Friday, July 2, 2010
The amount of sporting expectation in this country, and therefore pressure heaped on to our sportsmen and women, is enormous. Part of this stems from the knowledge that we invented many of the world's sports, and so, ipso facto, we should be the best. It's a bizarre argument. Yet the frenzy, the desire for a national sporting saviour is very real. And no one feels it more keenly than our tennis players when Wimbledon comes around.
Actually make that player, singular. Andy Murray to give him a name. A British man has not won Wimbledon since Fred Perry in 1936 (I knew that fact without having to Google, so often is it repeated, and despite tennis being down my list of favourite sports. It's down quite a few other people's too. We Brits tend only to get interested in tennis during the Wimbledon fortnight, which makes the expectation even more intense - and ludicrous: how can a nation that spends two weeks a year interested in a sport, hope to produce a stable of champions? It's a bit like reading one crime novel a year and thinking you can master the genre.) Ever since I can remember, the search has been on for a tennis champion. It has been a quest laden with woe and tribulation.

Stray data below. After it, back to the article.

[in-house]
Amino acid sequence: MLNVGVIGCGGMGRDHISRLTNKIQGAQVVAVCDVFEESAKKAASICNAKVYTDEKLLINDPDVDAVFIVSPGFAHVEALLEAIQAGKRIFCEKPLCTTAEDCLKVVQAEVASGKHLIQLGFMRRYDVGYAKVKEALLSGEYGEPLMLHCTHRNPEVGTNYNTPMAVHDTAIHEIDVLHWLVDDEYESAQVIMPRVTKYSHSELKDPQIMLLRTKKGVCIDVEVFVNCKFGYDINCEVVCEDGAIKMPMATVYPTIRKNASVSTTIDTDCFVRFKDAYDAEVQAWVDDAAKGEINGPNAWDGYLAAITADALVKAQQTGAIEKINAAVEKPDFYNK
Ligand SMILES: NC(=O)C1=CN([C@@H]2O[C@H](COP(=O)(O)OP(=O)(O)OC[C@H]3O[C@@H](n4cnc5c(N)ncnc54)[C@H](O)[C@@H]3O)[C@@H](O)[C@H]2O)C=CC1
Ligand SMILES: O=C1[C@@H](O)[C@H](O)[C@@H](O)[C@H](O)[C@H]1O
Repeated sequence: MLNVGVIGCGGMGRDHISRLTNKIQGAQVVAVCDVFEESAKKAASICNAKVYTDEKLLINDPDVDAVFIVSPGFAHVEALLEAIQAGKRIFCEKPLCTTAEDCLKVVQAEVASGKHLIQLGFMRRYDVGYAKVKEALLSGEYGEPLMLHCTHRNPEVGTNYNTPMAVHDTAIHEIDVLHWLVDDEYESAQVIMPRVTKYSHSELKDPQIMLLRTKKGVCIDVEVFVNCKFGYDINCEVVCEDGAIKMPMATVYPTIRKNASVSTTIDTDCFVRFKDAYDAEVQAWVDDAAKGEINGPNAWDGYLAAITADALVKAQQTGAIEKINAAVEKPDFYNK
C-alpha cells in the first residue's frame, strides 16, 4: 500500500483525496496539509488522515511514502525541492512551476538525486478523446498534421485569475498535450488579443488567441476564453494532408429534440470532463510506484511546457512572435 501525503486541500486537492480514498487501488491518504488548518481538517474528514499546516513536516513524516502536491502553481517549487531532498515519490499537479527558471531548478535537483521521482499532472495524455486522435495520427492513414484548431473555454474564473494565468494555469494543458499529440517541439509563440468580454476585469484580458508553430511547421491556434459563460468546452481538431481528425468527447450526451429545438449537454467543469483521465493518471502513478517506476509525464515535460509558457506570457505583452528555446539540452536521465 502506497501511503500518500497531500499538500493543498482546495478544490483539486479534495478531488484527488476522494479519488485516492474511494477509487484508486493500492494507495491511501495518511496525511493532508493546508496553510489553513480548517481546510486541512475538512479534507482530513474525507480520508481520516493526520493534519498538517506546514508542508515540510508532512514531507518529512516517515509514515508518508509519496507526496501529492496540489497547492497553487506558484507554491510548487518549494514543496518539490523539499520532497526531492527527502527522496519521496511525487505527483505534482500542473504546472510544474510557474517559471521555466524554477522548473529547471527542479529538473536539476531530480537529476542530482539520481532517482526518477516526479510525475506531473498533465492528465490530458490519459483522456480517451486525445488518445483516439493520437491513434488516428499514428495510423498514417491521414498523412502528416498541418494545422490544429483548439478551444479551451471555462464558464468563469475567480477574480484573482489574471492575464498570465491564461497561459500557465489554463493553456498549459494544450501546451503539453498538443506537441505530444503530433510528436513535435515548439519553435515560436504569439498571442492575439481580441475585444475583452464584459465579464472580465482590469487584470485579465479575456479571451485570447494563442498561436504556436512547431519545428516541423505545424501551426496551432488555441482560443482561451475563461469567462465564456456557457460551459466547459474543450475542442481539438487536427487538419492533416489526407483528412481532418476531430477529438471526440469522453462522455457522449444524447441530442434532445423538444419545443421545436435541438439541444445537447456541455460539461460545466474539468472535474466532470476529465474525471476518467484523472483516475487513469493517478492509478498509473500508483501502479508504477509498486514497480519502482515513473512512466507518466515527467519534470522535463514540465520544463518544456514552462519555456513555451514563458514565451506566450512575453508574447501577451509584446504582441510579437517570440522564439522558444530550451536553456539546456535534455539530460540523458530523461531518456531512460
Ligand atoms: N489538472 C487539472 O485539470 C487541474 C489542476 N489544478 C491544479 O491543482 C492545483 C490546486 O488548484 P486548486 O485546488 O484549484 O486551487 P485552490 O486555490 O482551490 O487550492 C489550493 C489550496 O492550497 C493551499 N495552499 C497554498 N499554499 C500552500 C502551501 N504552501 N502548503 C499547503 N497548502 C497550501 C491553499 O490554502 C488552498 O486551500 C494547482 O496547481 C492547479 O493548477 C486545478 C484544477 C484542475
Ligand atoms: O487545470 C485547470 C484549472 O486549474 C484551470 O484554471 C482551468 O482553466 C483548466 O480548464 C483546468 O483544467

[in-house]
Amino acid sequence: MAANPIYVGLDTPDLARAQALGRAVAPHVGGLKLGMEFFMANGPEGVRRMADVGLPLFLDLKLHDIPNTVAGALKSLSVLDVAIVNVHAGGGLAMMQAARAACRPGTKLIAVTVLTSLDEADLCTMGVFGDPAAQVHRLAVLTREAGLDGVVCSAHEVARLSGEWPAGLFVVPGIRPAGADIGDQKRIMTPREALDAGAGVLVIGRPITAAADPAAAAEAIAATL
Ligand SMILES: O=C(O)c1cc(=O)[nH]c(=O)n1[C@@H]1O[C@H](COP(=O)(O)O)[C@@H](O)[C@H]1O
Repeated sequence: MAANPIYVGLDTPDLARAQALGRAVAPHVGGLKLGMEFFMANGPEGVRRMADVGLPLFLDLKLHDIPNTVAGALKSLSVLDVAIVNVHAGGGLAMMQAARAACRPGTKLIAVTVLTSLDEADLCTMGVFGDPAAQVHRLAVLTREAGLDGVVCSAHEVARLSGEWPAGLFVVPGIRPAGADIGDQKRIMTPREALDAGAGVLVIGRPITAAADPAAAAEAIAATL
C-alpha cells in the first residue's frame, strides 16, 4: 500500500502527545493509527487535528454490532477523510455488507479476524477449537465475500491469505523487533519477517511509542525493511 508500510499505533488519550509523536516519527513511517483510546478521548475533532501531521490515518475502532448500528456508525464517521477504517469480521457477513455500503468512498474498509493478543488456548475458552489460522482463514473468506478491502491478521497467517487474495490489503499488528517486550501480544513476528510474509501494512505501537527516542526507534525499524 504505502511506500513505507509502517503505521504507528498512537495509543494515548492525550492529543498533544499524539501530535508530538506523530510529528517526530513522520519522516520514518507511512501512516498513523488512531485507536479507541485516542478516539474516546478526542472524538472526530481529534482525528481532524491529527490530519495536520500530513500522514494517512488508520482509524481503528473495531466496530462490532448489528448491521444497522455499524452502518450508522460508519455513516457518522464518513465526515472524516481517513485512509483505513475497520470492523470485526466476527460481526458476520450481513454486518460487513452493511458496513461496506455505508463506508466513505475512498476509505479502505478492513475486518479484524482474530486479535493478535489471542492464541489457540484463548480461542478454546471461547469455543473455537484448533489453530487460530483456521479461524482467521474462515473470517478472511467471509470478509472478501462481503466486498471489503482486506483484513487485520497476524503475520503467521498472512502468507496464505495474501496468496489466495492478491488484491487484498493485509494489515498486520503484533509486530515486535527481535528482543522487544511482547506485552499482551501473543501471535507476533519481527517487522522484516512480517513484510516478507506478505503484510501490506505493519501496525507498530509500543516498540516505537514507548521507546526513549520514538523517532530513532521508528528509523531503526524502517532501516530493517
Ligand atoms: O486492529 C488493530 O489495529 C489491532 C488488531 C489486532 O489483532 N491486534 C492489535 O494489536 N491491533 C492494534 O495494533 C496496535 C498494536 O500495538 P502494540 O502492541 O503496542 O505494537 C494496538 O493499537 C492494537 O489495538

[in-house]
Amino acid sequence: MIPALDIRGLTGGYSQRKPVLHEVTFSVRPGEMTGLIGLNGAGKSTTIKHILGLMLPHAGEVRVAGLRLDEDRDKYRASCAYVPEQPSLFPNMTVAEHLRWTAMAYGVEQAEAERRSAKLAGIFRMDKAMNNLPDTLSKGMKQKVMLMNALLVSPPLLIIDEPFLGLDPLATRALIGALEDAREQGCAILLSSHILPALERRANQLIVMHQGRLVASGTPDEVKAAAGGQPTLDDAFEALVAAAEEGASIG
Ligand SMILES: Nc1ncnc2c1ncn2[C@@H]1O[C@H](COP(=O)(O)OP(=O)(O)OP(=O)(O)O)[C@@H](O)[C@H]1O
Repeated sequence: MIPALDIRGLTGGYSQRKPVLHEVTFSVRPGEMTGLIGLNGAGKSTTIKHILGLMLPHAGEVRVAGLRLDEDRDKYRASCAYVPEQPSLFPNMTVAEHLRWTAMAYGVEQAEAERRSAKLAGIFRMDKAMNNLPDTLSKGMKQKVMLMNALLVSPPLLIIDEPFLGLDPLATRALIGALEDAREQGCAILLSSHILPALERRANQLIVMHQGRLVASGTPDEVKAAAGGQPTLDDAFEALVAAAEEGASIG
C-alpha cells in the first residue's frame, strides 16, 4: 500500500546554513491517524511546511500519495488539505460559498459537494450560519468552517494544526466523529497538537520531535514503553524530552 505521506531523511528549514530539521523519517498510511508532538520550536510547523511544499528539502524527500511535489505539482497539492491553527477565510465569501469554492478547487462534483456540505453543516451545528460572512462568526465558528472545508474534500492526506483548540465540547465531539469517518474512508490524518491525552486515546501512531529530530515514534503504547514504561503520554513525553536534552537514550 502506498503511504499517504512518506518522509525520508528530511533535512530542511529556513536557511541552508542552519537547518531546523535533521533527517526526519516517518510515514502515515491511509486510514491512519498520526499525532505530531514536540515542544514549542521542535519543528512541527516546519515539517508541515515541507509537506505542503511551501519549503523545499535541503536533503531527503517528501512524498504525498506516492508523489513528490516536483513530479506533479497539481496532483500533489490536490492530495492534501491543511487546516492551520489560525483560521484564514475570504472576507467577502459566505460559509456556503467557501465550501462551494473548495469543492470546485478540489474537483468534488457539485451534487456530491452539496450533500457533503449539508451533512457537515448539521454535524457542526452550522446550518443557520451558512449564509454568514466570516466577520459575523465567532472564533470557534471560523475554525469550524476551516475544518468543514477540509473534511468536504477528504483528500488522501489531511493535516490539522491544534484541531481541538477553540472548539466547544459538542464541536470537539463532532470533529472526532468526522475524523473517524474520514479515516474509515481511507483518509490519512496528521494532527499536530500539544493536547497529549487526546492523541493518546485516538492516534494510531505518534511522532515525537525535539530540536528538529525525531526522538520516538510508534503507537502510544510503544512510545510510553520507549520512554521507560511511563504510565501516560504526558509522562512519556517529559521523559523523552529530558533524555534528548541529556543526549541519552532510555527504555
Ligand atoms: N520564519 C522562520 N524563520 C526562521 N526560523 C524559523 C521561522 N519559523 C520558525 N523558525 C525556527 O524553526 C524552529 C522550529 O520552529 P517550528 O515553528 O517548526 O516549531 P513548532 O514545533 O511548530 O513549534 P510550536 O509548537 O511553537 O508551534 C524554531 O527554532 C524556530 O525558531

Next was 'Tiger' Tim Henman, a grass court specialist with the air of an home counties solicitor. A certain golfer carries the nickname Tiger pretty well. Meanwhile, 'Tiger Tim' (Jeremy, Timothy, sorry these are not the names of champions, these are the names of your first girlfriend's dad - or cracking crime writers who divide their time between LA, Bangkok and Cambodia...) just made him sound like he should be on a cereal box. Henman was actually a good player, and did extraordinary well to reach a couple of Grand Slam semi-finals, where unfortunately his scone-loving, public school educated backside was inevitably kicked by a streetfighting, consonant-laden east European hewn by years of struggle. Each time he went deep at Wimbledon, nice young gels from the shires would be pictured draped in the Union Jack, the tabloids would pronounce 'This is it!' and a nation's expectation would be heaped on to Henman. Then when he lost people would label him a choker, forgetting that he was simply a good player who had done damn well to get as far as he did.
As I indicated last week, for such an old country, there's still alot of growing up to do.
at 7:52 AM